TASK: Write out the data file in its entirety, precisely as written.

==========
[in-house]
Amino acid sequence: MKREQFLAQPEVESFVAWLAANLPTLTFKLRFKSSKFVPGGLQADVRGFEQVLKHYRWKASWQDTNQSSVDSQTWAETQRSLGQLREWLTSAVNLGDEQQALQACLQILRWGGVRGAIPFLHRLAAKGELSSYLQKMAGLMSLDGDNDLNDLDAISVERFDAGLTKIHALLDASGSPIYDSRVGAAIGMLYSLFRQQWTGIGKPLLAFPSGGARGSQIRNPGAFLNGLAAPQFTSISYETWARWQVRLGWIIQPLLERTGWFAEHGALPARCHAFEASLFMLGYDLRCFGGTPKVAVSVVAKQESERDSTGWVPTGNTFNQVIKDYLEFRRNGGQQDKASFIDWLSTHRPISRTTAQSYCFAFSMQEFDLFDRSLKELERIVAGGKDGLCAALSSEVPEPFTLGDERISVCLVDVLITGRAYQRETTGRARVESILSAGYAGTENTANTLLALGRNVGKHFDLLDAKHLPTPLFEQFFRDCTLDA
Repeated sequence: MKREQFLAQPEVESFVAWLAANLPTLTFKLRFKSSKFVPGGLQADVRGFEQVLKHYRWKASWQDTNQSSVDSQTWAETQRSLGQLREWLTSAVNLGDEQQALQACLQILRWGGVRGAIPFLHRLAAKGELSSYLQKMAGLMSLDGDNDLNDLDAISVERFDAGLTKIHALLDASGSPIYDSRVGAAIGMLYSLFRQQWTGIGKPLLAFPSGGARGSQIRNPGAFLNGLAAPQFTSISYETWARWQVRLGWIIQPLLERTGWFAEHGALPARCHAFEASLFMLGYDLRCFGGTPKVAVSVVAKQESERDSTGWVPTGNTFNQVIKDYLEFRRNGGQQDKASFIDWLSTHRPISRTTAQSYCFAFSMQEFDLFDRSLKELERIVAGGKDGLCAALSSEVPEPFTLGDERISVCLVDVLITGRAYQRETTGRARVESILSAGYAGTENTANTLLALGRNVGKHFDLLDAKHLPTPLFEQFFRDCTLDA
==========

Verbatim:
[in-house]
Amino acid sequence: MKREQFLAQPEVESFVAWLAANLPTLTFKLRFKSSKFVPGGLQADVRGFEQVLKHYRWKASWQDTNQSSVDSQTWAETQRSLGQLREWLTSAVNLGDEQQALQACLQILRWGGVRGAIPFLHRLAAKGELSSYLQKMAGLMSLDGDNDLNDLDAISVERFDAGLTKIHALLDASGSPIYDSRVGAAIGMLYSLFRQQWTGIGKPLLAFPSGGARGSQIRNPGAFLNGLAAPQFTSISYETWARWQVRLGWIIQPLLERTGWFAEHGALPARCHAFEASLFMLGYDLRCFGGTPKVAVSVVAKQESERDSTGWVPTGNTFNQVIKDYLEFRRNGGQQDKASFIDWLSTHRPISRTTAQSYCFAFSMQEFDLFDRSLKELERIVAGGKDGLCAALSSEVPEPFTLGDERISVCLVDVLITGRAYQRETTGRARVESILSAGYAGTENTANTLLALGRNVGKHFDLLDAKHLPTPLFEQFFRDCTLDA
Repeated sequence: MKREQFLAQPEVESFVAWLAANLPTLTFKLRFKSSKFVPGGLQADVRGFEQVLKHYRWKASWQDTNQSSVDSQTWAETQRSLGQLREWLTSAVNLGDEQQALQACLQILRWGGVRGAIPFLHRLAAKGELSSYLQKMAGLMSLDGDNDLNDLDAISVERFDAGLTKIHALLDASGSPIYDSRVGAAIGMLYSLFRQQWTGIGKPLLAFPSGGARGSQIRNPGAFLNGLAAPQFTSISYETWARWQVRLGWIIQPLLERTGWFAEHGALPARCHAFEASLFMLGYDLRCFGGTPKVAVSVVAKQESERDSTGWVPTGNTFNQVIKDYLEFRRNGGQQDKASFIDWLSTHRPISRTTAQSYCFAFSMQEFDLFDRSLKELERIVAGGKDGLCAALSSEVPEPFTLGDERISVCLVDVLITGRAYQRETTGRARVESILSAGYAGTENTANTLLALGRNVGKHFDLLDAKHLPTPLFEQFFRDCTLDA